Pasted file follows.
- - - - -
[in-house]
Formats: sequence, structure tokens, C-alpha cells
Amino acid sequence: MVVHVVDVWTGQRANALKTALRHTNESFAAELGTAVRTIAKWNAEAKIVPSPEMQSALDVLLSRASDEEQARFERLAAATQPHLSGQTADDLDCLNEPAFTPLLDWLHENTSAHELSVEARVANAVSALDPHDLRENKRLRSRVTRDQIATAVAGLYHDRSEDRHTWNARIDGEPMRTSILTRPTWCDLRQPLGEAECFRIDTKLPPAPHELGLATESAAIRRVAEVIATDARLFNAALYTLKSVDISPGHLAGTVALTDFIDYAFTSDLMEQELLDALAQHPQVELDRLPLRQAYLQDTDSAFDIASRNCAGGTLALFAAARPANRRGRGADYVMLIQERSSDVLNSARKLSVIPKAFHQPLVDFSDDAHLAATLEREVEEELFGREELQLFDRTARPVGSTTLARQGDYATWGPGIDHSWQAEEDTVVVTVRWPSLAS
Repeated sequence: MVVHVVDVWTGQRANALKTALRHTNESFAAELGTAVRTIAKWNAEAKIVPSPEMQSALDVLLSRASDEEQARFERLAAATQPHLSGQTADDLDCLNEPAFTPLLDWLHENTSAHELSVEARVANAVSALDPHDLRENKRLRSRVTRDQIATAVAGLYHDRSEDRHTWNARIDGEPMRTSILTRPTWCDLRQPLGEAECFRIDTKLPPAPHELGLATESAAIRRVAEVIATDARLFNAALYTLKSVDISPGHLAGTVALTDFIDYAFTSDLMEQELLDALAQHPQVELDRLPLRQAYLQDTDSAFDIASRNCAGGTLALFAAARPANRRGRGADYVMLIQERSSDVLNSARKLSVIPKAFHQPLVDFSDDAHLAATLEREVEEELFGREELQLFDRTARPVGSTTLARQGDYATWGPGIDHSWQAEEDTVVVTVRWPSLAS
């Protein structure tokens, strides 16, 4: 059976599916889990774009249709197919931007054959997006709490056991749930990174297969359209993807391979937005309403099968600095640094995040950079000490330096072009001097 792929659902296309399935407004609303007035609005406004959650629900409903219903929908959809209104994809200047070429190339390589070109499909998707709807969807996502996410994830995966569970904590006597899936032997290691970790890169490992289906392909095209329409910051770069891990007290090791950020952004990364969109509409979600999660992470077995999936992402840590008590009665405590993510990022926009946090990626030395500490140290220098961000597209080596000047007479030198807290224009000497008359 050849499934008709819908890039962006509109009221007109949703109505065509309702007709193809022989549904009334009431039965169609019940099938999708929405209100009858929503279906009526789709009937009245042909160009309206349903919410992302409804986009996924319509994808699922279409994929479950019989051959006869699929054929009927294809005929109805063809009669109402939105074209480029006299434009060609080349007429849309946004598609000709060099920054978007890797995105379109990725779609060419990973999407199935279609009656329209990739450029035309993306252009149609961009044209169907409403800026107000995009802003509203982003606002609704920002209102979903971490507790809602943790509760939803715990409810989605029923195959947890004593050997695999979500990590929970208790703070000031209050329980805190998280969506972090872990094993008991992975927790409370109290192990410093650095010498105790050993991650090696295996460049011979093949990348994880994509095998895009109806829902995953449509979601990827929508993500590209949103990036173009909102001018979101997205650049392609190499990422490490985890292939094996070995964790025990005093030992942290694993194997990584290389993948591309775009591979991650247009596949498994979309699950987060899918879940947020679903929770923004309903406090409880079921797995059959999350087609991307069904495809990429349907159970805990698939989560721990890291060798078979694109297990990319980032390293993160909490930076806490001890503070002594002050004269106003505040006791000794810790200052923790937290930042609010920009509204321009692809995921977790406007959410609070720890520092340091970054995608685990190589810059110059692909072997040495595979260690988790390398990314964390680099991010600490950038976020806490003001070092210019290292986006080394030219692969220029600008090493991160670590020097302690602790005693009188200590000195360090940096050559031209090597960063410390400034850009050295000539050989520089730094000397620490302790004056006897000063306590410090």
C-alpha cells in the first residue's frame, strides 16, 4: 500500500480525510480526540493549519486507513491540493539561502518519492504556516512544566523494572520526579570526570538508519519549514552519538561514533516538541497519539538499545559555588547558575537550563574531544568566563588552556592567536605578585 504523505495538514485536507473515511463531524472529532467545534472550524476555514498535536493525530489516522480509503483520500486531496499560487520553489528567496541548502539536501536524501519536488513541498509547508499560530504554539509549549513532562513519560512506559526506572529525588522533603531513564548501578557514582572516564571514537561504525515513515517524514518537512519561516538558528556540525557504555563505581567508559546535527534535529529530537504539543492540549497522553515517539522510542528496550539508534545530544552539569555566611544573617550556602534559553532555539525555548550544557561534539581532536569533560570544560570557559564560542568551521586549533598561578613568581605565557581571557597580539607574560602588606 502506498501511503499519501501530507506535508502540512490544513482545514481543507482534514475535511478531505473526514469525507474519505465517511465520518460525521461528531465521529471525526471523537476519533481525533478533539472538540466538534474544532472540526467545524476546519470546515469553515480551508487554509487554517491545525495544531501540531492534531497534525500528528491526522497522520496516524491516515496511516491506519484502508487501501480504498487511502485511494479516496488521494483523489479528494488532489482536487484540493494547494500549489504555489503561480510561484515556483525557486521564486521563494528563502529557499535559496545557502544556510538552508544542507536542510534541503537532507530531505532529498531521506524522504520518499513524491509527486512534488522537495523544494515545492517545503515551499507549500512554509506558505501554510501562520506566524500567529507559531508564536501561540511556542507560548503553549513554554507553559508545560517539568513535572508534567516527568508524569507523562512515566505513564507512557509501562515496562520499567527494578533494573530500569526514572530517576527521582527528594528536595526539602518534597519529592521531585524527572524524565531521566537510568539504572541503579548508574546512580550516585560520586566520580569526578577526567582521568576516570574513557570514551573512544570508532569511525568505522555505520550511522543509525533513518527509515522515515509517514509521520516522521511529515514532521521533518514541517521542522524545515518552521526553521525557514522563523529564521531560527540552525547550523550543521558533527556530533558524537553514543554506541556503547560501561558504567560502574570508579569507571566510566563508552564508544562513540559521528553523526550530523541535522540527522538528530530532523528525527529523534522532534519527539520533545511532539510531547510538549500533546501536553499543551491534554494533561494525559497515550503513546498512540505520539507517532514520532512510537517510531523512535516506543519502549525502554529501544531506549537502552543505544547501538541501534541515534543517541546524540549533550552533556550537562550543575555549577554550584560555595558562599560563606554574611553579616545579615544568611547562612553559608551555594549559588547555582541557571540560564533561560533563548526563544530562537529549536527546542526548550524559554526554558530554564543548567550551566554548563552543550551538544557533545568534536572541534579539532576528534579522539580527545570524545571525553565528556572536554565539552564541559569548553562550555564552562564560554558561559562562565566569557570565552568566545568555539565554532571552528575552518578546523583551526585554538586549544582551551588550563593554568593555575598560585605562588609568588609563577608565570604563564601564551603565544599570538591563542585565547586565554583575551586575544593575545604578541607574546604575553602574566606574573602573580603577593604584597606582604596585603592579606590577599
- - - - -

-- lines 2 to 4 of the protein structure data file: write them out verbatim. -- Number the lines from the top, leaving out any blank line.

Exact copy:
Formats: sequence, structure tokens, C-alpha cells
Amino acid sequence: MVVHVVDVWTGQRANALKTALRHTNESFAAELGTAVRTIAKWNAEAKIVPSPEMQSALDVLLSRASDEEQARFERLAAATQPHLSGQTADDLDCLNEPAFTPLLDWLHENTSAHELSVEARVANAVSALDPHDLRENKRLRSRVTRDQIATAVAGLYHDRSEDRHTWNARIDGEPMRTSILTRPTWCDLRQPLGEAECFRIDTKLPPAPHELGLATESAAIRRVAEVIATDARLFNAALYTLKSVDISPGHLAGTVALTDFIDYAFTSDLMEQELLDALAQHPQVELDRLPLRQAYLQDTDSAFDIASRNCAGGTLALFAAARPANRRGRGADYVMLIQERSSDVLNSARKLSVIPKAFHQPLVDFSDDAHLAATLEREVEEELFGREELQLFDRTARPVGSTTLARQGDYATWGPGIDHSWQAEEDTVVVTVRWPSLAS
Repeated sequence: MVVHVVDVWTGQRANALKTALRHTNESFAAELGTAVRTIAKWNAEAKIVPSPEMQSALDVLLSRASDEEQARFERLAAATQPHLSGQTADDLDCLNEPAFTPLLDWLHENTSAHELSVEARVANAVSALDPHDLRENKRLRSRVTRDQIATAVAGLYHDRSEDRHTWNARIDGEPMRTSILTRPTWCDLRQPLGEAECFRIDTKLPPAPHELGLATESAAIRRVAEVIATDARLFNAALYTLKSVDISPGHLAGTVALTDFIDYAFTSDLMEQELLDALAQHPQVELDRLPLRQAYLQDTDSAFDIASRNCAGGTLALFAAARPANRRGRGADYVMLIQERSSDVLNSARKLSVIPKAFHQPLVDFSDDAHLAATLEREVEEELFGREELQLFDRTARPVGSTTLARQGDYATWGPGIDHSWQAEEDTVVVTVRWPSLAS